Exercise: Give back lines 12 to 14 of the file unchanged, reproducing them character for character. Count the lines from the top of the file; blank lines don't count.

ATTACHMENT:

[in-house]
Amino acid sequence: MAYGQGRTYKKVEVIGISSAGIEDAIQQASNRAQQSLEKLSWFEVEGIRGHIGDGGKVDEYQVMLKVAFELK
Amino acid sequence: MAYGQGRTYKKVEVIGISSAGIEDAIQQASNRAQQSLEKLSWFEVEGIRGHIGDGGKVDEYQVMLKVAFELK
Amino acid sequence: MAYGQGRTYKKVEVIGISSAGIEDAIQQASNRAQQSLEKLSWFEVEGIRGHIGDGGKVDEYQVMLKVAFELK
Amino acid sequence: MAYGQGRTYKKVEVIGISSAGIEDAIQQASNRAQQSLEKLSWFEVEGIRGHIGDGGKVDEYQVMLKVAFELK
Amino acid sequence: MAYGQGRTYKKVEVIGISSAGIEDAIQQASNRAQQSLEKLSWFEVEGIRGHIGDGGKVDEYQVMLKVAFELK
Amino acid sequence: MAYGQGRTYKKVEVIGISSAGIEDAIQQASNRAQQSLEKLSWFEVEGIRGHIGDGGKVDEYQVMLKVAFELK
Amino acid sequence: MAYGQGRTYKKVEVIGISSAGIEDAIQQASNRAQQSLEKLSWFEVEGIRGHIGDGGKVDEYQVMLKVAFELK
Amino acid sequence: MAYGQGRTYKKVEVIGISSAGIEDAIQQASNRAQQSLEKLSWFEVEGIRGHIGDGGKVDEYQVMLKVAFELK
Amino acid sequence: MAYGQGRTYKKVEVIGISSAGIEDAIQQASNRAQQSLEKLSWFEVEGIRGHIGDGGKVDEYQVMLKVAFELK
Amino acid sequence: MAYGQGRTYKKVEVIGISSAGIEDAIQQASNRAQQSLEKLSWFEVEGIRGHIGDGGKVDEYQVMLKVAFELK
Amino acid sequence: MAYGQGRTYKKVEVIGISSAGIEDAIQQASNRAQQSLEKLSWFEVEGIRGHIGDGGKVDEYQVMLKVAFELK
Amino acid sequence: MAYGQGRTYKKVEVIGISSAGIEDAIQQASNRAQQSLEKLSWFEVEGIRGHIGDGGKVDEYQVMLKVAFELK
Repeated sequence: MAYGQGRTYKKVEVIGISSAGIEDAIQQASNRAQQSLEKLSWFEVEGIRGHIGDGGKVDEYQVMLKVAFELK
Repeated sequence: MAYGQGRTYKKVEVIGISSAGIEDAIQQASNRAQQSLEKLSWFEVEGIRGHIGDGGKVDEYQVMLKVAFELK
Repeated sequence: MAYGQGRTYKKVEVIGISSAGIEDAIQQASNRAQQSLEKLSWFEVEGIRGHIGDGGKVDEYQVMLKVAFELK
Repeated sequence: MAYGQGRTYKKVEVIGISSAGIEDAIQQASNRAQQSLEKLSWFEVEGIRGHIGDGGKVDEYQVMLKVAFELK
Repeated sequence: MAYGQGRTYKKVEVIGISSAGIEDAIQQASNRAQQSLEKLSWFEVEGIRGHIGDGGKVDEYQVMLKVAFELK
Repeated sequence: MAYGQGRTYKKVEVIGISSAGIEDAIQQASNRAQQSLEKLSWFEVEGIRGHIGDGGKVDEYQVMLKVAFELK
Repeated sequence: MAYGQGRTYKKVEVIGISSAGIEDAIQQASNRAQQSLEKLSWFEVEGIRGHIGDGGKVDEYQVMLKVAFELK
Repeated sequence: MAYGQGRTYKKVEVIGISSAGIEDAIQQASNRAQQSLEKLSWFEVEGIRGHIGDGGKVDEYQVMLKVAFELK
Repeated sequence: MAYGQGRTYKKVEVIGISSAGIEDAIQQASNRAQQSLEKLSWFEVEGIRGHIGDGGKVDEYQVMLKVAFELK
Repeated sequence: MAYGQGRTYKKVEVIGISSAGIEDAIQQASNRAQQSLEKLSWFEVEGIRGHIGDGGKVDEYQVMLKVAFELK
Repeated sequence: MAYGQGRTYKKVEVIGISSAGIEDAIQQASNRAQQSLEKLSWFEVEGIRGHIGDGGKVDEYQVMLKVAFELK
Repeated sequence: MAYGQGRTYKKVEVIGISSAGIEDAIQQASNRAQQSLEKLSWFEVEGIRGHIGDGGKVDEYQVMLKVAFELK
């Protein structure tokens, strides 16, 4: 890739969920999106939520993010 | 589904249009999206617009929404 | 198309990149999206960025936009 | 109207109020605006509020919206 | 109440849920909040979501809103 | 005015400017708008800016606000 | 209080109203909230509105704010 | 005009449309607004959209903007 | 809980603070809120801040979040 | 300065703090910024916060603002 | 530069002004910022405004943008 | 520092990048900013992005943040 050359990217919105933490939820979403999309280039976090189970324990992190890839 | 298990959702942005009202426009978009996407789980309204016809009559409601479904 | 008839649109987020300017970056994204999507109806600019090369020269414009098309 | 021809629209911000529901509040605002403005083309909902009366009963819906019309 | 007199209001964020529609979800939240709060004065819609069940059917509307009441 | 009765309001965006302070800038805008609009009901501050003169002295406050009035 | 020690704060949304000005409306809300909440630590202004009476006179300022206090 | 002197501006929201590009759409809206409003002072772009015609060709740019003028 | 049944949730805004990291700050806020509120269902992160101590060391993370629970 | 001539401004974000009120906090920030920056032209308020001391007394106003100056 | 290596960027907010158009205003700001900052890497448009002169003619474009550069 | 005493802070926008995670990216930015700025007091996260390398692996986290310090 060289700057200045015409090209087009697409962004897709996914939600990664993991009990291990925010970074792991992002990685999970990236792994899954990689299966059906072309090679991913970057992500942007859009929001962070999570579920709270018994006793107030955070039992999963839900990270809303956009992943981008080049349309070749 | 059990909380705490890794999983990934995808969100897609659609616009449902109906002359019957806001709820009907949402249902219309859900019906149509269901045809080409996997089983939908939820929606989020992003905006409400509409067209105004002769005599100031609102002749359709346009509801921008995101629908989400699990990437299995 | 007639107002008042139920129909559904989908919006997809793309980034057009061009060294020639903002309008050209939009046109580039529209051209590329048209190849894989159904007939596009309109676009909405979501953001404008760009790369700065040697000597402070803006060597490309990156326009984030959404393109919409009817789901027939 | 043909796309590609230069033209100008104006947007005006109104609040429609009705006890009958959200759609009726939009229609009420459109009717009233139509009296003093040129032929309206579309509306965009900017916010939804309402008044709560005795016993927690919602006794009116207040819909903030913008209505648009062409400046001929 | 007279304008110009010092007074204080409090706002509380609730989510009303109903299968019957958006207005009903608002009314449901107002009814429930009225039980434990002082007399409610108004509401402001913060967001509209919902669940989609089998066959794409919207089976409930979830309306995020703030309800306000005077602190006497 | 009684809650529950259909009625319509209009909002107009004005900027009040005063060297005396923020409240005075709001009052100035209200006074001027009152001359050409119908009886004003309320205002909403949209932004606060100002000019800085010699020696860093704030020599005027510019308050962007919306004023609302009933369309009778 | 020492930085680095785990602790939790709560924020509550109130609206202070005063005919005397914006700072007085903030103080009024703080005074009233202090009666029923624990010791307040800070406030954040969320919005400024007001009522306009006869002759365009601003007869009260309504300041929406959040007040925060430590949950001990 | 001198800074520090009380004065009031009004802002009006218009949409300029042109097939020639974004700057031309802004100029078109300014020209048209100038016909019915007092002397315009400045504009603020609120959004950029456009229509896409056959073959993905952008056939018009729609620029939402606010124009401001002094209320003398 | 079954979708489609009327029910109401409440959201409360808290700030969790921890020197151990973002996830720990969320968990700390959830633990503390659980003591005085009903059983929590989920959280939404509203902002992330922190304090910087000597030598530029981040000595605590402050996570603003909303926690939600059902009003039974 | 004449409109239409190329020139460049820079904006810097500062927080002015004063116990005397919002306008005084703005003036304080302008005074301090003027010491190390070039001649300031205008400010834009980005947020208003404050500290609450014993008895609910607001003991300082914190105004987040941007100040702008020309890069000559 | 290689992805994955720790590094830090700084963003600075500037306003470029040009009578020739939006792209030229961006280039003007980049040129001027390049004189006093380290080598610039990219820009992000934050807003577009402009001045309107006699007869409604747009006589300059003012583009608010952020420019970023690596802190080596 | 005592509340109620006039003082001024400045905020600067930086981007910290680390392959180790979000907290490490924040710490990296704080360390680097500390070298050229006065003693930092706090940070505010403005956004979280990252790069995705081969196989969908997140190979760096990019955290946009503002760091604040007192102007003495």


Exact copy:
Amino acid sequence: MAYGQGRTYKKVEVIGISSAGIEDAIQQASNRAQQSLEKLSWFEVEGIRGHIGDGGKVDEYQVMLKVAFELK
Amino acid sequence: MAYGQGRTYKKVEVIGISSAGIEDAIQQASNRAQQSLEKLSWFEVEGIRGHIGDGGKVDEYQVMLKVAFELK
Repeated sequence: MAYGQGRTYKKVEVIGISSAGIEDAIQQASNRAQQSLEKLSWFEVEGIRGHIGDGGKVDEYQVMLKVAFELK